Privatizing public dollars

The high-priced help at BC Hydro and the provincial government decided benefits of low-costs should never be wasted on consumers. To ensure it was not, the utility signed decades-long deals with private power companies to buy electricity generated by wind turbines. The contracts contained inflation escalators and were designed to be unbreakable. Rather than paying $25 to $40 per MWh, British Columbia’s public utility was far more generous to private power suppliers…

BC’s GHG emissions worse than we’ve been told

Governments of Canada and three western provinces are committed to increasing fossil fuel production, despite science that says we must begin to reduce GHG emissions immediately. Canada’s Industrial and political leaders have gone well beyond ignoring the precautionary principle. They are now following a considered path to disaster. Caring nothing about the future, they care instead about reaping financial rewards today.

Hypocrisy reaching new heights

A day after the UN panel of climate experts reported global warming is dangerously close to spiralling out of control, British Columbia Premier Horgan repeated a bullshit claim that his government is on the path to climate justice, ensuring a secure future not just for us, but for our children and grandchildren.

Laws of Karma

We have seen a steady stream of news reports about science deniers resisting measures to prevent the spread of a deadly virus. That disease is reported to have killed 4.3 million and may have killed millions more. For some reckless recusants, resistance ended badly. Is karma involved?

Numbers speak

Climate science is not accepted by the British Columbia government. BC NDP promises “environmentally responsible development of BC’s energy resources” and while that sounds reasonable, BC’s Public Accounts reveals the real plan. John Horgan’s government is accelerating promotion of fossil fuels with increasing subsidies.

Resolving EV inhibitions

For personal use in urban areas, electric vehicles are clearly in our immediate future. But not everyone lives in a place where battery charging is a simple affair. Fast charging stations are costly to build, damaging to batteries, and may be expensive to use, drawing power at times of peak demand.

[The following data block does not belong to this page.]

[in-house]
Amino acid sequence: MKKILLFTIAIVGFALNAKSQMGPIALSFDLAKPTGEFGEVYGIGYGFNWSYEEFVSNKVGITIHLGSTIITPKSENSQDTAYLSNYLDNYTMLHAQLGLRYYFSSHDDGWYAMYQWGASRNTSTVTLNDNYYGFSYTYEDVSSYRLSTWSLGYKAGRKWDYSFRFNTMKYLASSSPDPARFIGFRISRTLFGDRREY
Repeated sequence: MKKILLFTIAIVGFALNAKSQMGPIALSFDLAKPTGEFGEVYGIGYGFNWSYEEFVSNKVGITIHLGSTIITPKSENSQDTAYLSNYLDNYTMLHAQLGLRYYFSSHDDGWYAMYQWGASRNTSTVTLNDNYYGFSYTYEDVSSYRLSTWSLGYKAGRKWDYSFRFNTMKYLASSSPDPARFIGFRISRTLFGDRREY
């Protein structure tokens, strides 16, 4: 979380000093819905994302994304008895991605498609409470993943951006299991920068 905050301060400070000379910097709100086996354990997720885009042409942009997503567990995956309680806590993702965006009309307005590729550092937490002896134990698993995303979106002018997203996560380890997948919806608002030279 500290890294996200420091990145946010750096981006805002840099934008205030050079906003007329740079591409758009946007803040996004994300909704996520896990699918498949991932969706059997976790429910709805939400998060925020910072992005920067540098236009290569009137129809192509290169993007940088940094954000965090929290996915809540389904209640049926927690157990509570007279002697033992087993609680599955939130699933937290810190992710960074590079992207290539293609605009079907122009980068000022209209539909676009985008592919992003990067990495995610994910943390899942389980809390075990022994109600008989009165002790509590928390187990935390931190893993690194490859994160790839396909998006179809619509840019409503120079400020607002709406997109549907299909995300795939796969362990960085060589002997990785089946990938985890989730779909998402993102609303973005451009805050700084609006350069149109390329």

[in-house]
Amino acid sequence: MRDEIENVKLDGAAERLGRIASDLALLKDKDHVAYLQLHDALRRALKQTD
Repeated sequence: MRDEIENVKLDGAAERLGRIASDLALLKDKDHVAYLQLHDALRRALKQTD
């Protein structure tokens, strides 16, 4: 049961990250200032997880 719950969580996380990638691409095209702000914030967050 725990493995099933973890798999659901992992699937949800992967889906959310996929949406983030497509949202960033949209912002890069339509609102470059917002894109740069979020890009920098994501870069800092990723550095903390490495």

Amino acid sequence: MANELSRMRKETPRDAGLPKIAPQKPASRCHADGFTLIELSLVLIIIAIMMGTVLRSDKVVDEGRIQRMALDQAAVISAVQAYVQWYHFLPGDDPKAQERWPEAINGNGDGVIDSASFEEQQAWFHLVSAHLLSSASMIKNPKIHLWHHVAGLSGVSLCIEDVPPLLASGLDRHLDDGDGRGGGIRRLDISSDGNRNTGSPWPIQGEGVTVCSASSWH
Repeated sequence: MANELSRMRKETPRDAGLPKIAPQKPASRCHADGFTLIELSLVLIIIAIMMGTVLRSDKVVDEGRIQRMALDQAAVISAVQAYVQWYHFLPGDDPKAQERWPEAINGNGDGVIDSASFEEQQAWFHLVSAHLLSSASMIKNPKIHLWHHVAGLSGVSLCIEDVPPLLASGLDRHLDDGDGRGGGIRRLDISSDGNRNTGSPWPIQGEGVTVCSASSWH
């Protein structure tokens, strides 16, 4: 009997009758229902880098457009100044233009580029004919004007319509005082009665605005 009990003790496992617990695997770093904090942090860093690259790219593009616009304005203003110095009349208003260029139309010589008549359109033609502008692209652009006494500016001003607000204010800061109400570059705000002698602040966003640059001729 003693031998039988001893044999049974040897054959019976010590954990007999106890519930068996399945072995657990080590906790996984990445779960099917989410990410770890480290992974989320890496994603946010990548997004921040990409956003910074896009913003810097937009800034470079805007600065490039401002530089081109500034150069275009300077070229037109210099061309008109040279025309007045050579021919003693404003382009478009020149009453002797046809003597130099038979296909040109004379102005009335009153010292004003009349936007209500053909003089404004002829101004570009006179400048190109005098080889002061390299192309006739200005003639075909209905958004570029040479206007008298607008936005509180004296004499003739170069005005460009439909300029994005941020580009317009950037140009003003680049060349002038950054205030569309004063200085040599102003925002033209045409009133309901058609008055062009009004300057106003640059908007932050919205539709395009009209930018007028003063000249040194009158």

Explanations for BC Gov’t wasting billions of dollars

Kurzweil and others have argued that people find this pace of change almost impossible to grasp, because it is human nature to perceive rates of progress as linear, not exponential… People tend to focus on the past few years, but pulling back reveals a much more dramatic change. Many things that society now takes for granted would have seemed like futuristic nonsense just a few decades ago…

Survival of the unfittest… megaprojects

UC Berkeley scholar Karen Trapenberg Frick wrote of the 25 years it took for Californians to build a Bay bridge replacement. Dr. Frick said the project was “a cautionary tale to which any governing authority embarking on a megaproject should pay heed.” British Columbia’s highly paid bureaucrats and political leaders were not paying attention.

Bring out the dead…

Ignoring climate change in the short term has benefits both to individuals and to organizations. Individuals do not have to make changes in the cars they drive, the products they buy, or the homes they live in if they ignore the influence their carbon footprint has on the world…


It says a great deal when a person at the centre of national policy making chooses to leave government to work on the climate crisis. She is silent about the dedication of Canada and its three western provinces to expanded fossil fuel production, including Alberta tar sands bitumen, the the dirtiest fossil fuel on the planet…

321 years into a 246 year cycle

Canada’s federal government gave $4.5 billion to Kinder Morgan for Trans Mountain after the owners had difficulty financing expansion of the pipeline. By 2020, the new construction budget had soared to $12.6 billion. But according to a 2021 management report, “As of March 31, 2021, construction is approximately 25% complete, with $7.1 billion in capital spending incurred since the inception of the project.” So 56% of the budget had been spent but the project was only 25% complete. That signals a total cost to taxpayers in excess of $20 billion. Compounding that massive loss will be the ongoing ecological disaster of increased tar sands production and the elevated risk to Vancouver and North Shore communities, the inner harbour and coastal waters.